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I have a service that reads all emails as they get received in a specific mailbox. The issue is that based on what the email contains we have to do one or many actions. I currently have the mess below. I've shortened it quite a bit. The actual application currently has far more corner cases.

var email = new Email { Body = "Some random email body text..." };

if(email.Body.StartsWith("A"))
{
    // Requires a dependency on INotifier
    Console.WriteLine("Notifying administrator");
}
if (email.Body.StartsWith("B"))
{
    // Requires a dependency on IParser and IRepository
    Console.WriteLine("Parsing email and adding to database");
}
if (email.Body.EndsWith("C"))
{
    // Requires a dependency on ISender and INotifier
    Console.WriteLine("Forwarding email and notifying administrator");
}
if (email.Body.EndsWith("C"))
{
    // Requires a dependency on INotifier
    Console.WriteLine("Ignoring email");
}

Essentially, if a criteria is met then an associating action must get executed using one or more dependencies. These dependencies are something I'd like to inject in the constructor.

I've thought of creating something like this:

public class AdministratorNotififerCriteria : ICriteria
{
    private readonly INotifier _notifier;

    public AdministratorNotififerCriteria(INotifier notifier)
    {
        _notifier = notifier;
    }

    private void Execute()
    {
        _notifier.Notify();
    }

    public void CheckSatisfaction(Email email)
    {
        if(email.Body.StartsWith("A"))
            Execute();
    }
}

The bottom line is that I wish to make composable commands. So when I add another criteria down the line then all I have to do is inherit from ICriteria (or whatever) and let the application figure it out.

Is there a name for all of this?

I currently have a consumer that resembles this.

public class EmailConsumer
{
    private readonly IEnumerable<ICriteria> _criterias;

    // Criterias are found and injected with Windsor from all classes inheriting the ICriteria interface
    public EmailConsumer(IList<ICriteria> criterias)
    {
        _criterias = criterias;
    }

    public void Consume(IList<Email> emails)
    {
        foreach(var criteria in _criterias)
        {
            foreach(var email in emails)
            {
                criteria.CheckSatisfaction(email);
            }
        }
    }
}

Edit

Thanks for the replies, IAbstract and djna. I now understand what the strategy and CoR pattern do and thinking about which is more appropriate is proving that I don't understand enough of my current problem.

The way I understand it is that CoR is greedy and whoever can take responsibility will execute and proceed to the next object to be consumed. On the other hand, there doesn't seem to be anything stopping from looping between strategies that says "Hey! I can consume this request properly so don't worry about it".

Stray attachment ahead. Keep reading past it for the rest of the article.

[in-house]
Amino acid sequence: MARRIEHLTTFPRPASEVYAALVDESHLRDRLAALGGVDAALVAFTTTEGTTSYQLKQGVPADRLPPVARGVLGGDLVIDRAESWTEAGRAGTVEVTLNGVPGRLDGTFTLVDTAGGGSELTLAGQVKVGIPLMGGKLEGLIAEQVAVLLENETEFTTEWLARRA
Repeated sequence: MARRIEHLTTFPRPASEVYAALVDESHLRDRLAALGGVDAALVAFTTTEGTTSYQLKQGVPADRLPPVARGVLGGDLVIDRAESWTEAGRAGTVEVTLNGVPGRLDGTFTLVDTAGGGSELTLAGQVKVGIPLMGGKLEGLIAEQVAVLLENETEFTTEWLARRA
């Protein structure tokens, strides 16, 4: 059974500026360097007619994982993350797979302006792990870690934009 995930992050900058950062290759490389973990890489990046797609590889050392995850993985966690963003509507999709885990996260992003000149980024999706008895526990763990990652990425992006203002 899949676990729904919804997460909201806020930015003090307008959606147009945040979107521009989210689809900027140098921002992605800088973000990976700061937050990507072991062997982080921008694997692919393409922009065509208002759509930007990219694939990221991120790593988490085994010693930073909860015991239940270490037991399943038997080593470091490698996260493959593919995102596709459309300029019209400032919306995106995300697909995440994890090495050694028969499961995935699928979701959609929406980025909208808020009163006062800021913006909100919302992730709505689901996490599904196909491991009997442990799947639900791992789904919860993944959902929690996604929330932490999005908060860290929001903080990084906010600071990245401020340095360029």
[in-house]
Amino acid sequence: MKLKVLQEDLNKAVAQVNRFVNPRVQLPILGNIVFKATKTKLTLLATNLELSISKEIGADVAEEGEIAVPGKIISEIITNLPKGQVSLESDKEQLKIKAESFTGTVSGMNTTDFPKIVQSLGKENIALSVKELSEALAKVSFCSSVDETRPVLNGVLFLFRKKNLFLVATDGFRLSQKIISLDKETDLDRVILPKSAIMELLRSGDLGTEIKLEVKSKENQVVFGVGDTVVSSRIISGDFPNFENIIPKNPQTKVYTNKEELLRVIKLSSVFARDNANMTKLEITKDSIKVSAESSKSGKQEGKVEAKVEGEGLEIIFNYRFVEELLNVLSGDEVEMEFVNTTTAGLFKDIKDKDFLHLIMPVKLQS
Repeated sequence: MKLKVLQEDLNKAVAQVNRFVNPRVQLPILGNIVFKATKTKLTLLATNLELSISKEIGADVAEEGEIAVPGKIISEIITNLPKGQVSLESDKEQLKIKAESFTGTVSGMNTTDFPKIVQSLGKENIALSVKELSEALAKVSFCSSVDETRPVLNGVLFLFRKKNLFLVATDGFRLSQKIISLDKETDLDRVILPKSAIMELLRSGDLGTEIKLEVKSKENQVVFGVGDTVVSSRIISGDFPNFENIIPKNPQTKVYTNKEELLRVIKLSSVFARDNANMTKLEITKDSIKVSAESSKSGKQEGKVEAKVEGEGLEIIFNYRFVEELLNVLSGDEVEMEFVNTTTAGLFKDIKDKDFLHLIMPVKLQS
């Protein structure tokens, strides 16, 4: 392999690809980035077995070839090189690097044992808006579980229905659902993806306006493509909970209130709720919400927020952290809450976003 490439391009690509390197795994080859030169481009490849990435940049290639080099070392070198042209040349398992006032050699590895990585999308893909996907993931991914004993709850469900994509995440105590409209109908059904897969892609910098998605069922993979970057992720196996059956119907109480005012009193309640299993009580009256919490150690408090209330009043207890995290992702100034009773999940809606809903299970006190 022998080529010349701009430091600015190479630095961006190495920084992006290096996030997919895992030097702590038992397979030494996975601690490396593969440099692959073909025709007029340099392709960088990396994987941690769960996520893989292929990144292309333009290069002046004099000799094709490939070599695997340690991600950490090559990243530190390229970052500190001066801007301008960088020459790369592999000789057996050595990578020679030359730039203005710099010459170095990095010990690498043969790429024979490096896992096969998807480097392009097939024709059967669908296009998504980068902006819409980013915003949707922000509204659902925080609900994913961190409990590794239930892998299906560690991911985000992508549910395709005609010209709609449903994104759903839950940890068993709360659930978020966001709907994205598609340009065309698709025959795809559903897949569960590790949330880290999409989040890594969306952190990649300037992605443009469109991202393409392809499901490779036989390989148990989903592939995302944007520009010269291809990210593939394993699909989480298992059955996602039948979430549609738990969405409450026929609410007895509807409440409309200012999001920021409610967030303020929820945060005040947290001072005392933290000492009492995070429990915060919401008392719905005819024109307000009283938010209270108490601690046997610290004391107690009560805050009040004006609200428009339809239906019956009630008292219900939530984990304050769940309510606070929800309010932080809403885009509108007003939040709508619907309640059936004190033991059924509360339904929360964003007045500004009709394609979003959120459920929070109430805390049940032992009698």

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Command Pattern: en.wikipedia.org/wiki/Command_pattern ...or Strategy –  IAbstract Jul 8 '11 at 17:29
    
That seems like a good design. Do you want to be able to search for all implementors of the ICriteria interface and add them dynamically? –  101100 Jul 8 '11 at 17:34
    
@IAbstract: Thanks for the link. I'll look into those. –  gcso Jul 8 '11 at 17:42
    
@101100: I do want to search for all implementers but I'm almost positive that I can get Windsor (the container I'm using) to figure it out and inject it accordingly. –  gcso Jul 8 '11 at 17:43

2 Answers 2

This seems like a variation of Chain of responsibility with possibly some extra logic for dealing with non-exclusive cases - what do you intend should happen if the Body starts with "A" and ends with "C"?

One idea in Chain of Resposibility is that there's no need for a huge dispatching if/else chain. Instead you just offer the email to some ICriteria implementatio, and they have responsibility either to process or pass on to the next candidate.

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If I want to check that Body starts with "A" and ends with "C" I would have one class that the "A" and have another class inherit from that that checks for "C". –  gcso Jul 8 '11 at 17:47
    
I think more than just a slight variation of CoR pattern. –  IAbstract Jul 8 '11 at 18:46
    
@gsco - my point was that your code currently would take both the "starts with A" behaviour and the "ends with C behaviour", multiple "rules" fire. Classic COR would have only one fire, as soon as Chain member accepts, no more members would be inspected. it's entirely possible to accommodate your requirement, but first we need to make sure we understand them. –  djna Jul 8 '11 at 19:25

@djna suggests a variation of the CoR pattern. I don't completely disagree. It seems more like this example of the Strategy Pattern.

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